The Nissan Ariya will be available in both front- and four-wheel-drive variants with power outputs stretching from 217PS (160kW) to 394PS (290kW) and its range will, well, range from 211 to 285 miles. Like the Leaf the Ariya will be capable of ‘one-pedal’ operation.
Like the Lotus Evija, which made its dynamic debut at Speed Week, the Pininfarina Battista is a 1,900PS (1,400kW) hypercar and, its maker claims, the most powerful road car ever built in Italy. A fact which we imagine may lead to some future grudges. Its ludicrous powertrain is being developed in association with Rimac and with the help of ex-F1 and Formula E racer Nick Heidfeld. Four electric motors allow single wheel torque vectoring and of course all-wheel-drive while range should be in the 300-mile region. Despite not having an oversized V12 the Battista very much conforms to the established supercar form, Pininfarina claiming it is necessary for idealized weight distribution and centre of mass. It is, of course, as beautiful as a Pininfarina car should be.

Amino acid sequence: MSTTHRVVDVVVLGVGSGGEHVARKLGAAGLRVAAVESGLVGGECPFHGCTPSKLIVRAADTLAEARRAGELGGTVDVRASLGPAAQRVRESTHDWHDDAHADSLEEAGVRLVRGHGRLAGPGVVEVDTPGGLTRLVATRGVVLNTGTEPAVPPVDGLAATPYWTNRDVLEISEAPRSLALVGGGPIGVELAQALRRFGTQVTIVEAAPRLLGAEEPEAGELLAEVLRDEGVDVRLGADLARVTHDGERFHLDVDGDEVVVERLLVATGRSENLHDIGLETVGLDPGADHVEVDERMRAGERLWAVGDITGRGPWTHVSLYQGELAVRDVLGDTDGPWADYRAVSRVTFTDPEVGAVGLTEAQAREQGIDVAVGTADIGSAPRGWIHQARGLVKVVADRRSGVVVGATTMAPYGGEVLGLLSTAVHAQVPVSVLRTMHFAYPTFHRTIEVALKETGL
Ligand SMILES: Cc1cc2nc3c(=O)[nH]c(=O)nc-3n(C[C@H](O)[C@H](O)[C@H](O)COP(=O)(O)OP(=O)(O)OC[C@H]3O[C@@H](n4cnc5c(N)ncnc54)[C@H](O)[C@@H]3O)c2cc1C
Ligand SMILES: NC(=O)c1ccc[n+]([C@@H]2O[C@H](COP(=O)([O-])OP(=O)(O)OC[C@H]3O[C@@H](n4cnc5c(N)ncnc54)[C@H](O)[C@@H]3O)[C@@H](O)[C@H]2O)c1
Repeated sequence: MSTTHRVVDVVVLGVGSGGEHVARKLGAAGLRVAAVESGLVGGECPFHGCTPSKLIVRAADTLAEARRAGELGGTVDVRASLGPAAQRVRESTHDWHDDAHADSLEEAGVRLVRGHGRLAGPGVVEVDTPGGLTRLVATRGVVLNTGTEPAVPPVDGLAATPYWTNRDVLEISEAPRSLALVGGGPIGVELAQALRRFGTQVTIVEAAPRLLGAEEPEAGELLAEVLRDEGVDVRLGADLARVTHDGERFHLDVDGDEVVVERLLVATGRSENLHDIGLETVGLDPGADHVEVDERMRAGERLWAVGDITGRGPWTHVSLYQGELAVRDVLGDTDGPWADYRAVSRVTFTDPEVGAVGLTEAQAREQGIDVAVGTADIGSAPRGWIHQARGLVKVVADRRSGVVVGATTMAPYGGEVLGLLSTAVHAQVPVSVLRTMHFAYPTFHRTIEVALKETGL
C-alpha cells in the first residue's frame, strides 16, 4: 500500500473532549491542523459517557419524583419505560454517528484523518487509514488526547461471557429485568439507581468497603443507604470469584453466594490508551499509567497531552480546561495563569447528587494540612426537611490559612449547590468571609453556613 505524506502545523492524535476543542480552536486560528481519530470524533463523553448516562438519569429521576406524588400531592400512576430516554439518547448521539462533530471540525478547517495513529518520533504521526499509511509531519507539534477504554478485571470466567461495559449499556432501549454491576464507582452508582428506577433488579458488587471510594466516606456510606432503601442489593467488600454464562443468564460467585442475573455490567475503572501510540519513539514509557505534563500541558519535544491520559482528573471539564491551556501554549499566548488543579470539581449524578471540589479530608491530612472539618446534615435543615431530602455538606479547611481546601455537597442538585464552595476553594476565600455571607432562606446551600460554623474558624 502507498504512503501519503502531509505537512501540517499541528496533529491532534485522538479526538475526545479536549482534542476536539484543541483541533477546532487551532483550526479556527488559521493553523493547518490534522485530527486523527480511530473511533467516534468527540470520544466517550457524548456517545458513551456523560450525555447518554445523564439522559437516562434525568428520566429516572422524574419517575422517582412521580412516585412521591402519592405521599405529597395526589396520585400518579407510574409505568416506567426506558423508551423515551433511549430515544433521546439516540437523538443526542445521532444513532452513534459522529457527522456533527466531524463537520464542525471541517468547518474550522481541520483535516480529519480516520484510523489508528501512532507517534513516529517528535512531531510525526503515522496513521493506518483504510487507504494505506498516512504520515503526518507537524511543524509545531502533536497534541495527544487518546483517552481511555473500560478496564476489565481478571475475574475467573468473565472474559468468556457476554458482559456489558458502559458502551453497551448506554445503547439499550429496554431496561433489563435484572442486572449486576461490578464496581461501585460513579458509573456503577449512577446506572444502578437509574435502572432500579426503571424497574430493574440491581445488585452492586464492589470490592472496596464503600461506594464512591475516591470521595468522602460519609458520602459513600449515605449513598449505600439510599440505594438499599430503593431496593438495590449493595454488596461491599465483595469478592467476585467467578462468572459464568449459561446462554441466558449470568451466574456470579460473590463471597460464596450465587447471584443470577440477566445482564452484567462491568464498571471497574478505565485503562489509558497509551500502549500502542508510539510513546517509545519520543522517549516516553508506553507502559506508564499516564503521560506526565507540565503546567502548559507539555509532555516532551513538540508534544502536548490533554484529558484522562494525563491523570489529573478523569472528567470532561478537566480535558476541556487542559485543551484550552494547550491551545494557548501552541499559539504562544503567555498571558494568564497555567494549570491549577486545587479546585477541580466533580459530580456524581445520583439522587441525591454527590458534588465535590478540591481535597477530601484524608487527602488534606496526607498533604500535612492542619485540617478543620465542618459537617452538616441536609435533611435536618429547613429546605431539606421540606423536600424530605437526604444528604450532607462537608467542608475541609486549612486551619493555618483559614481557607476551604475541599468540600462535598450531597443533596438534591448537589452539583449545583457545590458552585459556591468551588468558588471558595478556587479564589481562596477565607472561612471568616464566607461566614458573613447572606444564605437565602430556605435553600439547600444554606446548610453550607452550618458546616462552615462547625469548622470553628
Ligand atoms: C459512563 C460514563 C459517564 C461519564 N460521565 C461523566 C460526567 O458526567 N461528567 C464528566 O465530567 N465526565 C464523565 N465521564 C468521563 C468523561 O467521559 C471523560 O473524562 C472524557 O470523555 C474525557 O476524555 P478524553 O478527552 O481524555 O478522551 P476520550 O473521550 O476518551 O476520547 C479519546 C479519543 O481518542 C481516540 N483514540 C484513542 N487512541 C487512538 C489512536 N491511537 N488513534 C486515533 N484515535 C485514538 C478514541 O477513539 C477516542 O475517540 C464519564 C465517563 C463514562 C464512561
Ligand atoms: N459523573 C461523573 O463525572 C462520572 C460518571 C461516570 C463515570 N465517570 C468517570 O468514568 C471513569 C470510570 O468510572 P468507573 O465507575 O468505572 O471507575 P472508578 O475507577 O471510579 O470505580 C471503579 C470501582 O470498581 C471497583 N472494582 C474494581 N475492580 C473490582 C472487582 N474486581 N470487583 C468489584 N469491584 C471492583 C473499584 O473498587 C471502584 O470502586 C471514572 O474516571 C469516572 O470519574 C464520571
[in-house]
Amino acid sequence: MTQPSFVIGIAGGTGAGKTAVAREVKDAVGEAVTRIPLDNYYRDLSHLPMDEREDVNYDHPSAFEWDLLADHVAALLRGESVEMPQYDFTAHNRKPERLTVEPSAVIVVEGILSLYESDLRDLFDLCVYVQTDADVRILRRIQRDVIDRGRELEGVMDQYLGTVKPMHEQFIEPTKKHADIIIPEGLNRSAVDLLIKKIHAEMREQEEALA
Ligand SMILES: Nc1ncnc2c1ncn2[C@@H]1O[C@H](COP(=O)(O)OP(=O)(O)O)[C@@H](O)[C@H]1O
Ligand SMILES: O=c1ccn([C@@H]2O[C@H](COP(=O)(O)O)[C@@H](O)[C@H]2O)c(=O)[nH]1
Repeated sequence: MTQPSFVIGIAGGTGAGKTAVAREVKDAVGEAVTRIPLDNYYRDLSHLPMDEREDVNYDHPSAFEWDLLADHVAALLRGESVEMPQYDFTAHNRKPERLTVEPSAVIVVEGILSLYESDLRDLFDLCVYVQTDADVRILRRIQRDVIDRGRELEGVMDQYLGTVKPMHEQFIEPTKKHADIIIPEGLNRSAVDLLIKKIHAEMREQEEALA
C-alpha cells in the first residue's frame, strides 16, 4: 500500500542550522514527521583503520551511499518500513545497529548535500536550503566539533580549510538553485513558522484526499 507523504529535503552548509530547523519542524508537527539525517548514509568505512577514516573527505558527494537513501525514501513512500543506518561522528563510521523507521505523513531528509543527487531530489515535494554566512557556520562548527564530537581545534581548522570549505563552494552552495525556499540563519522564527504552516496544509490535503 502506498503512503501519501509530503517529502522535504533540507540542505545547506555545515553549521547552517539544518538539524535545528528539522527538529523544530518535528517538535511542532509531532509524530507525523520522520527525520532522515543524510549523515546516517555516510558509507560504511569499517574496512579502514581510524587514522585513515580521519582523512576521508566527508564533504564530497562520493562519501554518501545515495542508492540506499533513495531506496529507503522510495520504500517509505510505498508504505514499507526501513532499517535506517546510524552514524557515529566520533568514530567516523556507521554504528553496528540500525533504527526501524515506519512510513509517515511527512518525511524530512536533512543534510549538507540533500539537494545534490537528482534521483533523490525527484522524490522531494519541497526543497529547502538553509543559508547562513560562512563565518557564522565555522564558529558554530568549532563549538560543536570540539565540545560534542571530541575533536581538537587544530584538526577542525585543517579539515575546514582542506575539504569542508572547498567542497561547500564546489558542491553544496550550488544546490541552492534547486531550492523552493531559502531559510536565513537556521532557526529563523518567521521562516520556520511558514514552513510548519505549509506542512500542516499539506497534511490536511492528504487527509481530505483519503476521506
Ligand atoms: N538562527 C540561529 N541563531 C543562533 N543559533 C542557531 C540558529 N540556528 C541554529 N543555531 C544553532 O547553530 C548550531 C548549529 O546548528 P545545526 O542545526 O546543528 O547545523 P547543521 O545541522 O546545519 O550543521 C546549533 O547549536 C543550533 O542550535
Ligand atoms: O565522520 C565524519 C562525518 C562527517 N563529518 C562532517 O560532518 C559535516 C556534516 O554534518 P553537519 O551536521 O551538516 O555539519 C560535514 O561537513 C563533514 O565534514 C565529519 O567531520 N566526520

Porsche Taycan Cross Turismo
We already love the Porsche Taycan, partly for finally taking the fight to OTT Tesla but mainly for the way in which it took celebrated Porsche design and engineering cues and reimagined them for an electric future. Well the Taycan Cross Turismo looks even better.
It will receive the saloon’s twin-motor all-wheel-drive setup with power ranging from 530PS (390kW) to a monster 761PS (560kW) and an 800V capable charging system able to provide a 80 per cent fill-up in less than 15 minutes. Who knew we would lust after an electric Porsche estate more than any of its other models?
The third near 2000PS hypercar to appear this year, the Rimac C_Two could potentially be the most advanced. Its Croatian maker is a partner for the Pininfarina Battista as well as Aston Martin and Porsche but is definitely saving the best for its own offerings. Its 1,914PS (1,407kW) output comes from four motors which allow it to hit 60mph in a claimed 1.85 seconds and the ton in 4.3 seconds. A 120kWh battery pack provides a 400-mile range and thermal management allows the car to complete two full laps of the Nürburgring without any performance degradation. The car also features Level 4 autonomy – but why wouldn’t you want to drive it yourself – and AI which can detect the driver’s mood and adjust its settings according to whether it senses the need for a quiet commute or a mind-clearing thrash.